Former Secretary of Defense, Donald Rumsfeld, has a new book out called Known and Unknown: An Interventionist, Neocon Manifesto. Rumsfeld is well known for his creative juxtaposition of the two words, known and unknown, as in this famous quotation:
"There are known knowns. These are things we know that we know. There are known unknowns. That is to say, there are things that we know we don't know. But there are also unknown unknowns. These are things we don't know we don't know."
So far so good, even insightful. But certainly a person as sharp as Rumsfeld knows that there is one more combination of the two words, namely unknown knowns. Several writers have suggested that unknown knowns are things we don't know that we know. That is an interesting interpretation.
But I think in Rumsfeld's case, a better interpretation of unknown knowns would be things we think we know but actually don't. Things like the existence of weapons of mass destruction in Iraq. This is actually the charitable interpretation. An even more troubling view would be things we pretend to know even when we know we don't know. That may well have been true regarding WMDs in Iraq.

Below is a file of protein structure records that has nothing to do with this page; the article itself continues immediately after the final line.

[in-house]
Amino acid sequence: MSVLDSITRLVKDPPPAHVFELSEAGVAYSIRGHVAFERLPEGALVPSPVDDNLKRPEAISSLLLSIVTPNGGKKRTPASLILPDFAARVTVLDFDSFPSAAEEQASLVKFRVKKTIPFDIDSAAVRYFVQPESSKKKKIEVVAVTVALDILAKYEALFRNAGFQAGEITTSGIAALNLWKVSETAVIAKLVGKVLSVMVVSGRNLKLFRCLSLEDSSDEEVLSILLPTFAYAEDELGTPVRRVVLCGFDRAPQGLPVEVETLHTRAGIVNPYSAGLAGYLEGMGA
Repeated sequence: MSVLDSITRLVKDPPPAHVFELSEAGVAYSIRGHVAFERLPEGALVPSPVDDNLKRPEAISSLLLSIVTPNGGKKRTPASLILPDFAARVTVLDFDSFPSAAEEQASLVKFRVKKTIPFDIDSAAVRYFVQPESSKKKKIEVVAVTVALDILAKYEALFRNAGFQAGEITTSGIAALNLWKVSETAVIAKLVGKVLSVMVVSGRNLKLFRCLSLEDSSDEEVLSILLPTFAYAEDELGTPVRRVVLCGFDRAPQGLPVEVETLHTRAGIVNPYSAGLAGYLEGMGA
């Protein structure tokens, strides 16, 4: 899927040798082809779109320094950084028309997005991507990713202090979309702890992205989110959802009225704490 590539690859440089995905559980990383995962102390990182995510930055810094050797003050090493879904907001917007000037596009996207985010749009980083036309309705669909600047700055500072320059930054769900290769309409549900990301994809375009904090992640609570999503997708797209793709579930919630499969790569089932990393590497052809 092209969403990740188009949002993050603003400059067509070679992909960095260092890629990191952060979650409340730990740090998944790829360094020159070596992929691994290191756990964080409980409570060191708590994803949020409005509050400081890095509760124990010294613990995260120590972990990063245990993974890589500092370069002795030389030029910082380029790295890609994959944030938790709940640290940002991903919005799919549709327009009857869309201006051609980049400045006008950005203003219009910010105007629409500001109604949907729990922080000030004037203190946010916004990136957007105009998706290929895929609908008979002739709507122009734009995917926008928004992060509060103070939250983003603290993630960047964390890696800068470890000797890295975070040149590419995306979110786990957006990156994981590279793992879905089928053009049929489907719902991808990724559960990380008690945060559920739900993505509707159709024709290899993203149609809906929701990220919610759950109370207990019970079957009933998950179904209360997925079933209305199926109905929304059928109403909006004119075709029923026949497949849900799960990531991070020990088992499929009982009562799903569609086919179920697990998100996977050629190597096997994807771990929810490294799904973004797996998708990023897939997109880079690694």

Either way there is a hole in Rumsfeld's analysis. The fourth combination of the two words yields the most profound insight into the Iraq years. Whether we just thought we knew something we didn't really know or pretended to know what we knew wasn't true, a war is a terrible price to pay for such misuse of knowledge. For the good of us all, Rumsfeld should have known better.